I am aging out. I reduced the number of gourds to six. Three of them were equipped with owl guards. The martins would not go near them. (So basically I just had three gourds.)
The other three were gourds with round holes, two turned to face the pole and one facing outward. A pair chose the two facing the pole for their two gourds. They were very skilled at maneuvering around the pole and obviously felt safer. No martin wanted the gourd facing outward.
Having the one pair kept me from missing them. I was able to observe new behaviors. I enjoyed them and the visitors.
Since there was not a lot of activity the hawks did not attack. I was not bothered by sparrows nor starlings.
I will try for two pair nest year.
Dave Duit
Posts: 1756
Joined: Tue Nov 25, 2003 2:02 pm
Location: Iowa / Nevada
Martin Colony History: In 2020, 60 pair with 285 fledged youngsters. 83 total cavities available, 58 Troyer Horizontal gourds and 4 modified deep trio metal house units, 1 fallout shelter, owl cages around all units. Martin educator and speaker. President and founder of the Iowa Purple Martin Organization. Please visit www.iamartin.org and join.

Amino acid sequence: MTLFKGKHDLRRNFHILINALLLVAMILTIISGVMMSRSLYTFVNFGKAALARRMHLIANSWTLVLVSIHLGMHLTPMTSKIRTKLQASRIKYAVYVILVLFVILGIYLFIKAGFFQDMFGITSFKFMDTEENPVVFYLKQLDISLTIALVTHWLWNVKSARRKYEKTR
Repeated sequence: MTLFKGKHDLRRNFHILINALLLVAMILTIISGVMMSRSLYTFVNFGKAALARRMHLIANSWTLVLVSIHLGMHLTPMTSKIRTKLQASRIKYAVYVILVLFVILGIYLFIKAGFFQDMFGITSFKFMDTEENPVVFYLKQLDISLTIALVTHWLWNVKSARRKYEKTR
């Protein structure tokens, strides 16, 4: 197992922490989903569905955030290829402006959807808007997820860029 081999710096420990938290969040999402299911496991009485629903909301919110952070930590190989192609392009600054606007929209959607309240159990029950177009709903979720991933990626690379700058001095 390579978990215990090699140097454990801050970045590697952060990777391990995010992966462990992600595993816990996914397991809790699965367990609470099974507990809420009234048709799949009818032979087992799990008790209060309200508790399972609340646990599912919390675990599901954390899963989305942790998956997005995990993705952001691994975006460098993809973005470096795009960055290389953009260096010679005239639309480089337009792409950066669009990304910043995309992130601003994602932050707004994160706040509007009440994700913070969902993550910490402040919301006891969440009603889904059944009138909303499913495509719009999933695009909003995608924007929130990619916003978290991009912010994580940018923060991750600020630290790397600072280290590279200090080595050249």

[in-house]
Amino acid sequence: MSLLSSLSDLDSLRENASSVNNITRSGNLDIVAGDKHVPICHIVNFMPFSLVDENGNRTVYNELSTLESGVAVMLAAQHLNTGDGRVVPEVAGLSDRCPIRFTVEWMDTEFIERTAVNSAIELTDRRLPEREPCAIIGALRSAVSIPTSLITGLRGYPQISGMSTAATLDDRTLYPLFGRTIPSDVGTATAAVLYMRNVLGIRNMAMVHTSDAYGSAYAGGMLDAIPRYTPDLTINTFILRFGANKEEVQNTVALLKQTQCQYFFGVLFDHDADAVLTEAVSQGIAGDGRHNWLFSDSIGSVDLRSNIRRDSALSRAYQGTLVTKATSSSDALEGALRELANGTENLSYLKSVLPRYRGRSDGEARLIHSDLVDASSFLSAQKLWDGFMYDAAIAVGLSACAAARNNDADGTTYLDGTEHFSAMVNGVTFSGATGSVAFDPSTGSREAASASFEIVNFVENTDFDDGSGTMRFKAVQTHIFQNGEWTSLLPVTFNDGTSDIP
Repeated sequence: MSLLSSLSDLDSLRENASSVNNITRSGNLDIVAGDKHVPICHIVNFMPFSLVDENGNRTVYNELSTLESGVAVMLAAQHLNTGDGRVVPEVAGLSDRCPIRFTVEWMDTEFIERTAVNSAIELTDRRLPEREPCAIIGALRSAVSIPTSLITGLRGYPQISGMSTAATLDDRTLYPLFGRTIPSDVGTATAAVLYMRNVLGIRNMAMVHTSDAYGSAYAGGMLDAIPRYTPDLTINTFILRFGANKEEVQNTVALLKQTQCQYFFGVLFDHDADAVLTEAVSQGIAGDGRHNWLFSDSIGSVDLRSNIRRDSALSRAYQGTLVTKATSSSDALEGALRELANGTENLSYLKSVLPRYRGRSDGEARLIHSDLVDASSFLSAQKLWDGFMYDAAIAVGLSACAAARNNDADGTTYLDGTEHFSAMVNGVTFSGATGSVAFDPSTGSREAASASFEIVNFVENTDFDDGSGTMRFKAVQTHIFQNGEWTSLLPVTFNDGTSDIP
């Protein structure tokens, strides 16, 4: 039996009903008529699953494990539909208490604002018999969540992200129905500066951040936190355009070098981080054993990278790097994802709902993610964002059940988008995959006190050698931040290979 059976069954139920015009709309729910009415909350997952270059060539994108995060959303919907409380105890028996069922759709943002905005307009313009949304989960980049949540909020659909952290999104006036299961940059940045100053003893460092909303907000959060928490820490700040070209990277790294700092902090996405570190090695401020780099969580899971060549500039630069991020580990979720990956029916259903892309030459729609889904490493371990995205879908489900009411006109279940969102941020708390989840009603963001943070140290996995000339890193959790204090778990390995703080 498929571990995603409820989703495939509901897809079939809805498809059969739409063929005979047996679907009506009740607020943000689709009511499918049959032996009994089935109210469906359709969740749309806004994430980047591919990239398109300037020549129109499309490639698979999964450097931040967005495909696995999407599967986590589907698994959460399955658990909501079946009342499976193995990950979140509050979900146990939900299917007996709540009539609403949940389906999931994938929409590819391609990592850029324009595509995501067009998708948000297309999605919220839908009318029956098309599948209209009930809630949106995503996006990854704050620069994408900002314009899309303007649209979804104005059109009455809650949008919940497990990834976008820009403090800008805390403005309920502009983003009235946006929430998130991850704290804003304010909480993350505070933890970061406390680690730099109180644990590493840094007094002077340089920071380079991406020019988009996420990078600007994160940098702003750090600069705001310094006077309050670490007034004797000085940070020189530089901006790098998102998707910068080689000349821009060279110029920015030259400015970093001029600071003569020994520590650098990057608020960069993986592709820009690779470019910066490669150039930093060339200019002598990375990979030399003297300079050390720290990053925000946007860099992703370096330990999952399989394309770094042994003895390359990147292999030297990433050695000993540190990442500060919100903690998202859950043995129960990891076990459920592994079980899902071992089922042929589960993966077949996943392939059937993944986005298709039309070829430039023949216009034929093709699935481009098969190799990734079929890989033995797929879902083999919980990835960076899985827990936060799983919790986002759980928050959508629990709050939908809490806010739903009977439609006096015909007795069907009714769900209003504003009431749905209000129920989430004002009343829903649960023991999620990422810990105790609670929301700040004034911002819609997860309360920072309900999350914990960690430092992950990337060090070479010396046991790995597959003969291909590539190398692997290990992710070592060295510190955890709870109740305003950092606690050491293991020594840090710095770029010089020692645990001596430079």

Good to hear you will still be able to observe your few martins. Take care my friend.
Mite control, heat venting, predator protection and additional feeding during bad weather add up to success.
bootjack farm
Posts: 67
Joined: Thu Jun 02, 2016 9:30 am
Location: Russell, Pa
Martin Colony History: 9 years of trying hard...finally in 2017 I had 3 pair w/ 11 babies. T-14 +4 w/ 4 Troyer horiz. gourds. Troyer Super System 24. Fast forward to 2020... 64 fledged.

Larry and Judy,

I really liked the idea of creating a satellite colony. It seems like such a great opportunity to share your love of the birds with others. I did a quick Google Earth flyover of Millstadt where your are apparently located. Two possible locations stuck out that are relatively open, but there are likely many more: 1) the VFW 2) the primary school. What a great opportunity to have a site that is relatively open to the public. Just wanted to give you some more to think about. Good luck!
Northwest PA
John Miller
Posts: 4771
Joined: Mon Mar 22, 2004 9:11 pm
Location: St. Louis, MO

Larry and Judy

I'm sorry you are closing your colony. It's a decision we must all face eventually...I worry about it. Closed out my step father's small colony in Kentucky this last year. Actually gave the housing to a neighbor, but I'm doubtful will be managed. That's the challenge always.

Still remember that evening journey I took with you both to find the roost in the cornfield south of Old Valmeyer IL several years ago. We got run out of one cornfield by a farmer, as I recall.

If you want to donate some of the housing, contact me. I'm trying to help a younger highly motivated and capable guy who is working to improve a public site in southern Illinois. And I might be able to use one house in Forest Park, St. Louis,....want to replace an aging castle with a Trendsetter but have not yet secured funding.

John Miller